In the respects of not being left alone, and robbed and rifled, an author should be forced of being horribly disgusted by tobacco-chew to appear in any form, in any vulgar dress, in ing and tobacco-spittle, I have suffered con any atrocious company, that he should have no siderably. The sight of slavery in Virginia, choice of his audience, no control over his own the hatred of British feeling upon the subject, distorted text, and that he should be compelled and the miserable hints of the impotent indig. to jostle out of the course the best men in this nation of the South have pained me very country who only ask to live by writing? I much: on the first head, of course, I have felt vow before high Heaven that my blood so nothing but a mingled pity and amusement; boils at these enormities that when I speak on the other, sheer distress. But, however about them I seem to grow twenty feet high, much I like the ingredients of this great dish, and to swell out in proportion. “Robbers I can but come back to the point upon which that ye are," I think to myself when I get upon I started, and say that the dish itself goes my legs, “here goes.” against the grain with me, and that I don't like it.

Strong as were his feelings on the ques. The man who comes to this country a Rad- tion of international copyright, he was ical, and goes home with his opinions un- indignant that the Edinburgh Reviewer changed, must be a Radical on reason, sym- of his “ American Notes" represented pathy and reflection ; one who has so well him as having gone to America as a misconsidered the subject that he has no chance sionary in the cause of international of wavering. *

copyright. It is difficult to reconcile the favorable This statement [he writes to the editor) statements in this letter as to American hurt my feelings excessively, and it is in this manners with the descriptions given of respect I still conceive most unworthy of its them in some of the American scenes in author, I am at a loss to divine who its au“ Martin Chuzzlewit,” particularly that thor is. I know he read in some cut-throat one in which Martin is introduced to the statements which at any time I could have con

paper this and other monstrous " Hon. Elijah Pogram.” Those familiar verted into sickening praise by the payment of with that tale will remember the descrip- some fifty dollars. The better the action of the levées, or receptions, held by quaintance with America the more defenceless some of the characters. The story em- and more inexcusable such conduct is. For I

bodies Dickens's experiences of such solemnly declare (and appeal to any man but # meetings.

the writer of this paper, who has travelled in

that country for confirmation of my statement) Think she writes to a friend) of two hours that the source from which he drew the "inof this every day, and the people coming in by formation so recklessly put forth again in hundreds all fresh and piping hot and full of England is infinitely more obscene, disgusting, questions, when we are literally exhausted and and brutal than the very worst Sunday news. can hardly stand. I really do believe that if I paper that has ever been printed in Great had not had a lady with me I should have been Britain. Conceive the Edinburgh Review obliged to leave the country and go back to quoting the Satirist or the Man about Town as England. But for her they would never leave an authority against a man with one grain of me alone by day or night, and, as it is, a slave honor or feather-weight of reputation.* comes to me now and then in the middle of the night with a letter, and waits at the bed. We turned with interest to the letters room door for an answer.t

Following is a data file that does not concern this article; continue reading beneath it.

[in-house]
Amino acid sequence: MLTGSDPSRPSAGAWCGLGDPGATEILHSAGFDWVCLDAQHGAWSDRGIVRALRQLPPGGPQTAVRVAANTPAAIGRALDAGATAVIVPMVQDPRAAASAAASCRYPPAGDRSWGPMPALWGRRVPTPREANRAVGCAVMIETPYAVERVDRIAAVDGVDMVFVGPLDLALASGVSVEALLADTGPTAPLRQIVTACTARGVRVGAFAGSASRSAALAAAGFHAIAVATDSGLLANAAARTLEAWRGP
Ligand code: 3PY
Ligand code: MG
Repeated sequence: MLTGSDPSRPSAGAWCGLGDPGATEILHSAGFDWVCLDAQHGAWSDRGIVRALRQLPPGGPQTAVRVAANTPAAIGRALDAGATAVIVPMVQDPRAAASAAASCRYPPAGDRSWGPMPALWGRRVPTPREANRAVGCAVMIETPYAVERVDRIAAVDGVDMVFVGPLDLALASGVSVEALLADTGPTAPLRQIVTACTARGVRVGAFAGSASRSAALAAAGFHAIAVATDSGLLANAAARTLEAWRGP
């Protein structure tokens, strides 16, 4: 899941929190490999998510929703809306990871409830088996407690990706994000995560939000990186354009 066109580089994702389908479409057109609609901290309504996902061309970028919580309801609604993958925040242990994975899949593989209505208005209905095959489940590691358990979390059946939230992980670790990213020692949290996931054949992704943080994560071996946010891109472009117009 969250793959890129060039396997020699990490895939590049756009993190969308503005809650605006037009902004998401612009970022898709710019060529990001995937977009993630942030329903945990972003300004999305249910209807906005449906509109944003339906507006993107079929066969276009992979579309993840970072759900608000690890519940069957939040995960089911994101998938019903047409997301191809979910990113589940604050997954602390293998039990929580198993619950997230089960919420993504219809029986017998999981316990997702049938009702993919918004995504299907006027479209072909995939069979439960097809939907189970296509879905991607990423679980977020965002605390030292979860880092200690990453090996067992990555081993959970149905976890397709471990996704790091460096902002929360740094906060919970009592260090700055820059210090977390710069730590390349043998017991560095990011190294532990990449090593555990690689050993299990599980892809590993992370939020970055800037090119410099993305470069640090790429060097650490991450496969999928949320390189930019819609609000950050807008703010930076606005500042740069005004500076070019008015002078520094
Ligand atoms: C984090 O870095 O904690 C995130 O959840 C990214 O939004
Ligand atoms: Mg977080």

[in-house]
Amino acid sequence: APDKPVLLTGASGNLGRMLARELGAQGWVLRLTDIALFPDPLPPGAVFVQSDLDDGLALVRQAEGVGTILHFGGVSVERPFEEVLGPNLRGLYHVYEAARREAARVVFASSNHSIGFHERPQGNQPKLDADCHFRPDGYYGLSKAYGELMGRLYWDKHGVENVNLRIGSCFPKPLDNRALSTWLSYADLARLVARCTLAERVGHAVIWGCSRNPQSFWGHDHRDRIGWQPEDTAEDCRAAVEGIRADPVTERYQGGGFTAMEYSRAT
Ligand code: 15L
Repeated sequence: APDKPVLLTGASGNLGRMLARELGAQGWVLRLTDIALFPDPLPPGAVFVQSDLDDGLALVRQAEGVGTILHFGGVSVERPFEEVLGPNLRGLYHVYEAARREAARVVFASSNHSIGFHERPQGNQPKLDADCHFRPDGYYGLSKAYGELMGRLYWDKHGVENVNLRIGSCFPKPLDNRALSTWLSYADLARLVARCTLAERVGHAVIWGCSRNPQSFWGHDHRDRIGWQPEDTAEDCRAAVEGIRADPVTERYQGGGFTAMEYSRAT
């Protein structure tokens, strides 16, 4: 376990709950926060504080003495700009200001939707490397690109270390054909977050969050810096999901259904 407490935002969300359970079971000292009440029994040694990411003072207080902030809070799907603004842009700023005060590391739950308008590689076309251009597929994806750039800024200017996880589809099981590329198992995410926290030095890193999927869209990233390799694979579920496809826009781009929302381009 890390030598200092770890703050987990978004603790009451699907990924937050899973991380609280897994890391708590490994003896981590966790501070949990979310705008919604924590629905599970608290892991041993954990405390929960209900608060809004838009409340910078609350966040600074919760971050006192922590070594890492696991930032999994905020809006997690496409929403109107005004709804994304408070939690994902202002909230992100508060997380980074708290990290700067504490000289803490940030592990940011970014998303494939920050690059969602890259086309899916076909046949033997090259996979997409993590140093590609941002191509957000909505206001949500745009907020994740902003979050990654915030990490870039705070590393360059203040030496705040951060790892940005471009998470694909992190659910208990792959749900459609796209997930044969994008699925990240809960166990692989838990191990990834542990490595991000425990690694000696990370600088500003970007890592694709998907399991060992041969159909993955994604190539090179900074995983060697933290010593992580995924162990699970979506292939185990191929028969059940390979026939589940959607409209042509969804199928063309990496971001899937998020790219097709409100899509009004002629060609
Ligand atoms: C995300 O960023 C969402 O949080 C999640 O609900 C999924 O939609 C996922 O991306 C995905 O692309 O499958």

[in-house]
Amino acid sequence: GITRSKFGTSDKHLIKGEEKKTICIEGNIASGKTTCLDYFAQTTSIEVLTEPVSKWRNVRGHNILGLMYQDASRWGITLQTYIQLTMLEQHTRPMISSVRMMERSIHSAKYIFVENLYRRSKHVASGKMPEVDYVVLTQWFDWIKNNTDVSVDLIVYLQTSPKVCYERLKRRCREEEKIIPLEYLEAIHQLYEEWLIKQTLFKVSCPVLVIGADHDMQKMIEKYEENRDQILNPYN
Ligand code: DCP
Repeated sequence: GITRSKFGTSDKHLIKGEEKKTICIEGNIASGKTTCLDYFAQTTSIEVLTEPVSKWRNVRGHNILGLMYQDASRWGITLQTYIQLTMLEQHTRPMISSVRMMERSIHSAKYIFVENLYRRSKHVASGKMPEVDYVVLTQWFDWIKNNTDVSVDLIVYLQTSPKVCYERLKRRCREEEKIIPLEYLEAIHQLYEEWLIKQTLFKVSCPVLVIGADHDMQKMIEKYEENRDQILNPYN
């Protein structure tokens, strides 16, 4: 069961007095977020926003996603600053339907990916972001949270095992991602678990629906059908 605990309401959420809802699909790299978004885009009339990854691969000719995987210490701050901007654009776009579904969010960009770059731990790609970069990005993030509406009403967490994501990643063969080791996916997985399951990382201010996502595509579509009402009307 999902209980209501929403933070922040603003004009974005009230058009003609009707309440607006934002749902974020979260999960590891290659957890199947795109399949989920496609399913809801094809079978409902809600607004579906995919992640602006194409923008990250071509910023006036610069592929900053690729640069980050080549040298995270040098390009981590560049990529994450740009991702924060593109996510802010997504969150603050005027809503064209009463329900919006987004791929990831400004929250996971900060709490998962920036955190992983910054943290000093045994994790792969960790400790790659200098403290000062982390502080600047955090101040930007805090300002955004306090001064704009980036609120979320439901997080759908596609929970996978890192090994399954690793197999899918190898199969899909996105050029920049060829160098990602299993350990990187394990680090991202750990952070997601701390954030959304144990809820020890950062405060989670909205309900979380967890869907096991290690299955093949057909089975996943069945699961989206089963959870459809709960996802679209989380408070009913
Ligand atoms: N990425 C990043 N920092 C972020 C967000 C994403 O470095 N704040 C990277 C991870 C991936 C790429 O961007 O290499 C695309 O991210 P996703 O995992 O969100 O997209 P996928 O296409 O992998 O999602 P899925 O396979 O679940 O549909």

written during Dickens's second tour in The international copyright question America (1868) to see if we could find in draws from him the following burst of them any revisal or modification of his

opinions on America and its institutions, indignation :

but we find none. The second series of Is it not a horrible thing that scoundrel his American letters is almost wholly booksellers should grow rich here from pub.

* Selected Correspondence of the late Macvey Na. • Vol. j., pp. 62, 63.

pier, p. 417. The Satirist and the Man about Town | Ibid., p. 66.

were libellous newspapers of that day,

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filled with the descriptions of his read! From a letter to Douglas Jerrold (writings, and the preparations and arrange- ten 1843) we take the following characments for them.

teristic extracts': But though Dickens's letters are silent

I vow to God that I think the parrots of as to his later views on America, we pot agreeing with the universal we have society are worse than its birds of prey. If

ever I destroy myself it will be in the bitterheard laid down “that every inan lies